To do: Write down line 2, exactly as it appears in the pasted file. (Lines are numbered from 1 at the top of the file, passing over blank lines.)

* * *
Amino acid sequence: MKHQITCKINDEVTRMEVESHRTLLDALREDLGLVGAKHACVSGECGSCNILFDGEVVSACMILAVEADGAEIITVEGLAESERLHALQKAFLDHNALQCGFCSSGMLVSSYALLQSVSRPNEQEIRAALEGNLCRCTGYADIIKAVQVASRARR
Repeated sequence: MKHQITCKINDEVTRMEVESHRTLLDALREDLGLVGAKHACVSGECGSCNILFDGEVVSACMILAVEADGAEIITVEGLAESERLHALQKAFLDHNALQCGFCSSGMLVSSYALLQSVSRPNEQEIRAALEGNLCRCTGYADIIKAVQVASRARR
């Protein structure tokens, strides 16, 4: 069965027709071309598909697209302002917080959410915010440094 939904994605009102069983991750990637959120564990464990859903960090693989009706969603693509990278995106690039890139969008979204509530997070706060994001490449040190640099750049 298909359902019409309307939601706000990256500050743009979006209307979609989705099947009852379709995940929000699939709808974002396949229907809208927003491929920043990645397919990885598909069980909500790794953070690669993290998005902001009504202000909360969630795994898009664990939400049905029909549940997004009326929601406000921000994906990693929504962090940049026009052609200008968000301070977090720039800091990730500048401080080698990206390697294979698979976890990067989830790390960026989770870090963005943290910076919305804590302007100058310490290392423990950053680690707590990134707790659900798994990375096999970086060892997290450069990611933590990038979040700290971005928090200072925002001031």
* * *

Repeated sequence: MKHQITCKINDEVTRMEVESHRTLLDALREDLGLVGAKHACVSGECGSCNILFDGEVVSACMILAVEADGAEIITVEGLAESERLHALQKAFLDHNALQCGFCSSGMLVSSYALLQSVSRPNEQEIRAALEGNLCRCTGYADIIKAVQVASRARR